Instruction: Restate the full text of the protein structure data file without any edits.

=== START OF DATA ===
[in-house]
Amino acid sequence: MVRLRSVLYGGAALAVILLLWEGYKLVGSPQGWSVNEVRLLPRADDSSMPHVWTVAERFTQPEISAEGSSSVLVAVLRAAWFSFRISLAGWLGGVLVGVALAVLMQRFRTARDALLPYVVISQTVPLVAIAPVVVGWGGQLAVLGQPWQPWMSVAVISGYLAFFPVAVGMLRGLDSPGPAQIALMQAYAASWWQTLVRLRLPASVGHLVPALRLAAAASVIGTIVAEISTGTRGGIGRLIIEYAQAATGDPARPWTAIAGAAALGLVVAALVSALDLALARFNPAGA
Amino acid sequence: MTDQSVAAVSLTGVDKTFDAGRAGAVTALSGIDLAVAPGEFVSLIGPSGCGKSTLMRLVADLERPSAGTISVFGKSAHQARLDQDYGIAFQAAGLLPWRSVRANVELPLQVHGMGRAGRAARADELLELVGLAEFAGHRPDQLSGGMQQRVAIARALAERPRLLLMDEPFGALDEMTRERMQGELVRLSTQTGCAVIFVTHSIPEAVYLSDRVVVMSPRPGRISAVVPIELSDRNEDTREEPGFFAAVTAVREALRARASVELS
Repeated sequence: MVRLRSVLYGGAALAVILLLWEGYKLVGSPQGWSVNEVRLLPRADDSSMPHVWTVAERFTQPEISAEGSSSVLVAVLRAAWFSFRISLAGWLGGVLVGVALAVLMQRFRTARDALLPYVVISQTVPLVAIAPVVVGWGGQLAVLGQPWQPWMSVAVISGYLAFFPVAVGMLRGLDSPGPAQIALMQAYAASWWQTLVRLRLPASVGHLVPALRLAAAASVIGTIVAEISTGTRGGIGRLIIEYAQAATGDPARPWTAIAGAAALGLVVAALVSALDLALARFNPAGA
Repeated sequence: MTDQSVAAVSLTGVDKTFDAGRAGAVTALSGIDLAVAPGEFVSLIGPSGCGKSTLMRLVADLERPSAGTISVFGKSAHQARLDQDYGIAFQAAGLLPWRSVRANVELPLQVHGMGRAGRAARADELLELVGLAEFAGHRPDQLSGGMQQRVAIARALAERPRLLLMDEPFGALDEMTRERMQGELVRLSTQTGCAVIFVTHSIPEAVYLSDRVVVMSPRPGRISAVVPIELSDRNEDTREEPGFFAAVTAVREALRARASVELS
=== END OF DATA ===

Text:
[in-house]
Amino acid sequence: MVRLRSVLYGGAALAVILLLWEGYKLVGSPQGWSVNEVRLLPRADDSSMPHVWTVAERFTQPEISAEGSSSVLVAVLRAAWFSFRISLAGWLGGVLVGVALAVLMQRFRTARDALLPYVVISQTVPLVAIAPVVVGWGGQLAVLGQPWQPWMSVAVISGYLAFFPVAVGMLRGLDSPGPAQIALMQAYAASWWQTLVRLRLPASVGHLVPALRLAAAASVIGTIVAEISTGTRGGIGRLIIEYAQAATGDPARPWTAIAGAAALGLVVAALVSALDLALARFNPAGA
Amino acid sequence: MTDQSVAAVSLTGVDKTFDAGRAGAVTALSGIDLAVAPGEFVSLIGPSGCGKSTLMRLVADLERPSAGTISVFGKSAHQARLDQDYGIAFQAAGLLPWRSVRANVELPLQVHGMGRAGRAARADELLELVGLAEFAGHRPDQLSGGMQQRVAIARALAERPRLLLMDEPFGALDEMTRERMQGELVRLSTQTGCAVIFVTHSIPEAVYLSDRVVVMSPRPGRISAVVPIELSDRNEDTREEPGFFAAVTAVREALRARASVELS
Repeated sequence: MVRLRSVLYGGAALAVILLLWEGYKLVGSPQGWSVNEVRLLPRADDSSMPHVWTVAERFTQPEISAEGSSSVLVAVLRAAWFSFRISLAGWLGGVLVGVALAVLMQRFRTARDALLPYVVISQTVPLVAIAPVVVGWGGQLAVLGQPWQPWMSVAVISGYLAFFPVAVGMLRGLDSPGPAQIALMQAYAASWWQTLVRLRLPASVGHLVPALRLAAAASVIGTIVAEISTGTRGGIGRLIIEYAQAATGDPARPWTAIAGAAALGLVVAALVSALDLALARFNPAGA
Repeated sequence: MTDQSVAAVSLTGVDKTFDAGRAGAVTALSGIDLAVAPGEFVSLIGPSGCGKSTLMRLVADLERPSAGTISVFGKSAHQARLDQDYGIAFQAAGLLPWRSVRANVELPLQVHGMGRAGRAARADELLELVGLAEFAGHRPDQLSGGMQQRVAIARALAERPRLLLMDEPFGALDEMTRERMQGELVRLSTQTGCAVIFVTHSIPEAVYLSDRVVVMSPRPGRISAVVPIELSDRNEDTREEPGFFAAVTAVREALRARASVELS